Opposition-controlled Venezuela parliament calls for protest to oust Maduro

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CARACAS, Venezuela (AFP) — Venezuela’s side-lined opposition-controlled parliament called Friday for a mass protest against President Nicolas Maduro in a bid to oust the socialist leader in favour of “a transitional government.”

Maduro, 56, was sworn in for a second term on Thursday, having won a highly controversial election in May that was boycotted by the opposition and branded a fraud by the United States, European Union and Organisation of American States.

The National Assembly’s president Juan Guaido said the constitution gives parliament the right to assume transitional power after declaring Maduro a “usurper,” but said it would need military backing and for people to take to the streets to demand change.

“Is it enough to lean on the constitution in a dictatorship? No. It needs to be the people, the military and the international community that lead us to take over,” said Guaido, speaking to around 1,000 opposition supporters in Caracas.

Parliament pointedly announced the significant date of January 23 for its mass protest — the day in 1958 on which the military dictatorship of Marcos Perez Jimenez fell.

The National Assembly has dismissed Maduro’s election as illegitimate, but parliament has been sidelined by the president’s power grab.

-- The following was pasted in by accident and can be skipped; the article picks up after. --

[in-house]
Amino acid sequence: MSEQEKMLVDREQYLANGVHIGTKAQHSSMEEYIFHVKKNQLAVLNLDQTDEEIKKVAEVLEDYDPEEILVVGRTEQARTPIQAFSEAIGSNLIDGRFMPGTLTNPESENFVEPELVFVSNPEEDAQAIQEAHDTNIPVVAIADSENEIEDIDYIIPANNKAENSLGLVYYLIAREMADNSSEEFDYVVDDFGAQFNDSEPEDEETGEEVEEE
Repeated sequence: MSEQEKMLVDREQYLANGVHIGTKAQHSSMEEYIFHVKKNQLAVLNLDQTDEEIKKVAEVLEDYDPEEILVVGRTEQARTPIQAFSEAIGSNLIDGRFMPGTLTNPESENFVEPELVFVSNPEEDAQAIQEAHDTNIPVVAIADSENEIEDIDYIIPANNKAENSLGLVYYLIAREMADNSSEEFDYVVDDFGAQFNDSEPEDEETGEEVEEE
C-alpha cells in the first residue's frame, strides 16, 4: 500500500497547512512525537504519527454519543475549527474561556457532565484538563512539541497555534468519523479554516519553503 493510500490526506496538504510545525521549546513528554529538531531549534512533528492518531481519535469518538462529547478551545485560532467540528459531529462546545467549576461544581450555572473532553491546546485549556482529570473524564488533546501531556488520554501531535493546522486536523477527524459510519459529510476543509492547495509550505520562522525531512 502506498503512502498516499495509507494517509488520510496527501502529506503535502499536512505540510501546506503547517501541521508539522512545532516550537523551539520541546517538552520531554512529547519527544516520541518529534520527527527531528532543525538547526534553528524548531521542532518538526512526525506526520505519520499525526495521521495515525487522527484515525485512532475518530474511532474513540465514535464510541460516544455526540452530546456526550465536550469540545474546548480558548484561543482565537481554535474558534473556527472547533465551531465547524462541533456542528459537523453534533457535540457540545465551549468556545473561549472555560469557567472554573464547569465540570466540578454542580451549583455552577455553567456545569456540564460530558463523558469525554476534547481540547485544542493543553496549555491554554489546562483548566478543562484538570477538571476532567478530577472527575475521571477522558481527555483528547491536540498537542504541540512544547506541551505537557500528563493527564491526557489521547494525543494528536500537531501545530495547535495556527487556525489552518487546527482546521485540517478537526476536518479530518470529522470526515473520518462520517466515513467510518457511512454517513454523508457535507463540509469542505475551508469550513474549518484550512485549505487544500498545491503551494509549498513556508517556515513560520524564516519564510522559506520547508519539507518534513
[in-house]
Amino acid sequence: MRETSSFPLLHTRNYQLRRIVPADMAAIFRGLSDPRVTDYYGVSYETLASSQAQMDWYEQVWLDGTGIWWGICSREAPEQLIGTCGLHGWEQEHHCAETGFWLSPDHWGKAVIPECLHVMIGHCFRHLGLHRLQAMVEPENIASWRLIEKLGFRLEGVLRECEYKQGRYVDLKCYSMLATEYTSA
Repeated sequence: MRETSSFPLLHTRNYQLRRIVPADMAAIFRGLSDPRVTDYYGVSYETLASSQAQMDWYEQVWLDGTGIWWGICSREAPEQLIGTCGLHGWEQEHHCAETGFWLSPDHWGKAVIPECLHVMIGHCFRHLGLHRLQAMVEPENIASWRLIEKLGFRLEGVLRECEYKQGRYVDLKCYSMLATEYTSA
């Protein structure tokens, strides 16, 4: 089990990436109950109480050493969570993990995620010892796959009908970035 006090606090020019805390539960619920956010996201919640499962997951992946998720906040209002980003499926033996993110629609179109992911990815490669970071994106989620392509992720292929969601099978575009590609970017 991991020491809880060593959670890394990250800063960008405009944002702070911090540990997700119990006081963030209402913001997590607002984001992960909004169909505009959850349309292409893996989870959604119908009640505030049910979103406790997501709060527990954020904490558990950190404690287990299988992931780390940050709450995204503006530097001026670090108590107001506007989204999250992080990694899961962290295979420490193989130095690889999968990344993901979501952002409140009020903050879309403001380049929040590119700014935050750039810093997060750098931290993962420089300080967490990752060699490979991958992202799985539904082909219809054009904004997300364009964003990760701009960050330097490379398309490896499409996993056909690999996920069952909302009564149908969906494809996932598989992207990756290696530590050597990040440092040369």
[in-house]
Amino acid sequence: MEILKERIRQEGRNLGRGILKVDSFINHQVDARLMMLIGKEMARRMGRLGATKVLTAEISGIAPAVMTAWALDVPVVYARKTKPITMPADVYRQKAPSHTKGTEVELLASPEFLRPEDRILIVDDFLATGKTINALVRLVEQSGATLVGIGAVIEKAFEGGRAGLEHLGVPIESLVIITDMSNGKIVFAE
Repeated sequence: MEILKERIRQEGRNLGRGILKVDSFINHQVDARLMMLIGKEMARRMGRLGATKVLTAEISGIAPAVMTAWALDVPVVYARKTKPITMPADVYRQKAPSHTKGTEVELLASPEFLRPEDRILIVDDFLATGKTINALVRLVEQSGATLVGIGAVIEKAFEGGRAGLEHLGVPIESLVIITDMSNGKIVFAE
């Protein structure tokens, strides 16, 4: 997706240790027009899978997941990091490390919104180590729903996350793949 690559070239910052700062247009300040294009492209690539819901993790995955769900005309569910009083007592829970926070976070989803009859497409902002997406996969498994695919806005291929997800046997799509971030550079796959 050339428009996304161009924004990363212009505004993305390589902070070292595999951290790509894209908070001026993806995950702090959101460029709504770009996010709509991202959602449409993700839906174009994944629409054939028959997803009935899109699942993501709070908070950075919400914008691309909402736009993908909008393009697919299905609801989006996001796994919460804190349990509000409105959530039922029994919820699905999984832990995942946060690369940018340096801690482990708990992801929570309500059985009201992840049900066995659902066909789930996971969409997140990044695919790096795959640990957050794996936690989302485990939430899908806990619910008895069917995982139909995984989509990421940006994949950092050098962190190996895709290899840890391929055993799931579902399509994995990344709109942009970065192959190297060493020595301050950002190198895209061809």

Having lost control of parliament in 2016, Maduro last year created a rival Constituent Assembly filled with loyalists while his allies at the Supreme Court annul every decision made by parliament.

His swearing in ceremony was even held at the Supreme Court rather than parliament.

The hand-picked successor to late strongman Hugo Chavez also has the backing of the military high command, which reiterated its “loyalty” to the president on both Wednesday and Thursday.

But as part of his call for the military to sever ties with Maduro, Guaido announced parliament would pass an amnesty law for military members imprisoned on conspiracy charges.

Mass protests demanding Maduro’s exit also erupted in 2014 and 2017, leaving around 200 dead and hundreds arrested.

Maduro is widely blamed for the country’s economic crisis, with basic food and medicine scarce and hyperinflation estimated to reach 10 million per cent in 2019, according to the IMF.

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